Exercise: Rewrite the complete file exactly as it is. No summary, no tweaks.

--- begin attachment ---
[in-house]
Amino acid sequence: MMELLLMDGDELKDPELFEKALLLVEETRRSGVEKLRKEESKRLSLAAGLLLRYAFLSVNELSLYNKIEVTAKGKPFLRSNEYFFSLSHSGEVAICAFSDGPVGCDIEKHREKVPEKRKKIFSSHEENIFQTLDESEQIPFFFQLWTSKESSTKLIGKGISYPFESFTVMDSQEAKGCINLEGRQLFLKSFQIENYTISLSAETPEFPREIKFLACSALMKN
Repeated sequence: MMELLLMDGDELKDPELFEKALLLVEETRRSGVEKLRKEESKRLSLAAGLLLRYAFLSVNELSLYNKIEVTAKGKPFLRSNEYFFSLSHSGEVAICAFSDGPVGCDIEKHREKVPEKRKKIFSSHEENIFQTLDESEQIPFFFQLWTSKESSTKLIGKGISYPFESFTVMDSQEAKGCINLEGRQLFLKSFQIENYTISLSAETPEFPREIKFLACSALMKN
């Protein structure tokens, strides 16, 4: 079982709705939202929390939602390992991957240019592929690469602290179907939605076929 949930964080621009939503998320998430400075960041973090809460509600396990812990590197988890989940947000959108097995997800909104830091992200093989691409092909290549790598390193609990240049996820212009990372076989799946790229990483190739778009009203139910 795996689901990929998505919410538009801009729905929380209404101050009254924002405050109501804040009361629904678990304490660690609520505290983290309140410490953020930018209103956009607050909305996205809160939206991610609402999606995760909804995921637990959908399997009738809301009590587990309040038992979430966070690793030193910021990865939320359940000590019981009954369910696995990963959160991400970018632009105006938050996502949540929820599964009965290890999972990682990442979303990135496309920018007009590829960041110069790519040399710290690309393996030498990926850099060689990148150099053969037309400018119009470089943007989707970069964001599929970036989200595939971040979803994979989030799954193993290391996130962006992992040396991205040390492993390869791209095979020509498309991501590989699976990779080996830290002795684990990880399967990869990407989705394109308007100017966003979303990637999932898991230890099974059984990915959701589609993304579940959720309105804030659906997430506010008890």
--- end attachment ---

[in-house]
Amino acid sequence: MMELLLMDGDELKDPELFEKALLLVEETRRSGVEKLRKEESKRLSLAAGLLLRYAFLSVNELSLYNKIEVTAKGKPFLRSNEYFFSLSHSGEVAICAFSDGPVGCDIEKHREKVPEKRKKIFSSHEENIFQTLDESEQIPFFFQLWTSKESSTKLIGKGISYPFESFTVMDSQEAKGCINLEGRQLFLKSFQIENYTISLSAETPEFPREIKFLACSALMKN
Repeated sequence: MMELLLMDGDELKDPELFEKALLLVEETRRSGVEKLRKEESKRLSLAAGLLLRYAFLSVNELSLYNKIEVTAKGKPFLRSNEYFFSLSHSGEVAICAFSDGPVGCDIEKHREKVPEKRKKIFSSHEENIFQTLDESEQIPFFFQLWTSKESSTKLIGKGISYPFESFTVMDSQEAKGCINLEGRQLFLKSFQIENYTISLSAETPEFPREIKFLACSALMKN
């Protein structure tokens, strides 16, 4: 079982709705939202929390939602390992991957240019592929690469602290179907939605076929 949930964080621009939503998320998430400075960041973090809460509600396990812990590197988890989940947000959108097995997800909104830091992200093989691409092909290549790598390193609990240049996820212009990372076989799946790229990483190739778009009203139910 795996689901990929998505919410538009801009729905929380209404101050009254924002405050109501804040009361629904678990304490660690609520505290983290309140410490953020930018209103956009607050909305996205809160939206991610609402999606995760909804995921637990959908399997009738809301009590587990309040038992979430966070690793030193910021990865939320359940000590019981009954369910696995990963959160991400970018632009105006938050996502949540929820599964009965290890999972990682990442979303990135496309920018007009590829960041110069790519040399710290690309393996030498990926850099060689990148150099053969037309400018119009470089943007989707970069964001599929970036989200595939971040979803994979989030799954193993290391996130962006992992040396991205040390492993390869791209095979020509498309991501590989699976990779080996830290002795684990990880399967990869990407989705394109308007100017966003979303990637999932898991230890099974059984990915959701589609993304579940959720309105804030659906997430506010008890």